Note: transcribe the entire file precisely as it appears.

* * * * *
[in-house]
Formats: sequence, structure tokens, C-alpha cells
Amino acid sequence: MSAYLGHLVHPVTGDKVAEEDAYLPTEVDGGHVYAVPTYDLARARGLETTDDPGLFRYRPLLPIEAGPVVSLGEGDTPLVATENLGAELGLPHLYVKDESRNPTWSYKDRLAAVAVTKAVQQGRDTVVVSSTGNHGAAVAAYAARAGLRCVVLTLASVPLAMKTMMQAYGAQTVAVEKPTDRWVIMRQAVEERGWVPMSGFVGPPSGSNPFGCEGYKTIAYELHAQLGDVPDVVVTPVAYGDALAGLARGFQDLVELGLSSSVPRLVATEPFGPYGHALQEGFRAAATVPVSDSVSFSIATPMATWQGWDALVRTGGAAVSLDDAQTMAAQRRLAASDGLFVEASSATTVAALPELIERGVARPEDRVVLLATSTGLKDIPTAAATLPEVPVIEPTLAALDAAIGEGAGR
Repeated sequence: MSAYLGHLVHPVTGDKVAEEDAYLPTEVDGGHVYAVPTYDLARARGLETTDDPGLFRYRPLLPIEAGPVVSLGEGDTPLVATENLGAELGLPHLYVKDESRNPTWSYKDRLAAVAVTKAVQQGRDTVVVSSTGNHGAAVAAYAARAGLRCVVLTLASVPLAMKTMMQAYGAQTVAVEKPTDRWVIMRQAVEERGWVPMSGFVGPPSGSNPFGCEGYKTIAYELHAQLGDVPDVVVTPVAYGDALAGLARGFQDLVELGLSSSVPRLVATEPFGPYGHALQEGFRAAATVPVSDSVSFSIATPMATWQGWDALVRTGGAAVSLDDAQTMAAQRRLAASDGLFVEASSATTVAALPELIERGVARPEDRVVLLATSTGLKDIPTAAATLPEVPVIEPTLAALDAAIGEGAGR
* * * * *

[in-house]
Formats: sequence, structure tokens, C-alpha cells
Amino acid sequence: MSAYLGHLVHPVTGDKVAEEDAYLPTEVDGGHVYAVPTYDLARARGLETTDDPGLFRYRPLLPIEAGPVVSLGEGDTPLVATENLGAELGLPHLYVKDESRNPTWSYKDRLAAVAVTKAVQQGRDTVVVSSTGNHGAAVAAYAARAGLRCVVLTLASVPLAMKTMMQAYGAQTVAVEKPTDRWVIMRQAVEERGWVPMSGFVGPPSGSNPFGCEGYKTIAYELHAQLGDVPDVVVTPVAYGDALAGLARGFQDLVELGLSSSVPRLVATEPFGPYGHALQEGFRAAATVPVSDSVSFSIATPMATWQGWDALVRTGGAAVSLDDAQTMAAQRRLAASDGLFVEASSATTVAALPELIERGVARPEDRVVLLATSTGLKDIPTAAATLPEVPVIEPTLAALDAAIGEGAGR
Repeated sequence: MSAYLGHLVHPVTGDKVAEEDAYLPTEVDGGHVYAVPTYDLARARGLETTDDPGLFRYRPLLPIEAGPVVSLGEGDTPLVATENLGAELGLPHLYVKDESRNPTWSYKDRLAAVAVTKAVQQGRDTVVVSSTGNHGAAVAAYAARAGLRCVVLTLASVPLAMKTMMQAYGAQTVAVEKPTDRWVIMRQAVEERGWVPMSGFVGPPSGSNPFGCEGYKTIAYELHAQLGDVPDVVVTPVAYGDALAGLARGFQDLVELGLSSSVPRLVATEPFGPYGHALQEGFRAAATVPVSDSVSFSIATPMATWQGWDALVRTGGAAVSLDDAQTMAAQRRLAASDGLFVEASSATTVAALPELIERGVARPEDRVVLLATSTGLKDIPTAAATLPEVPVIEPTLAALDAAIGEGAGR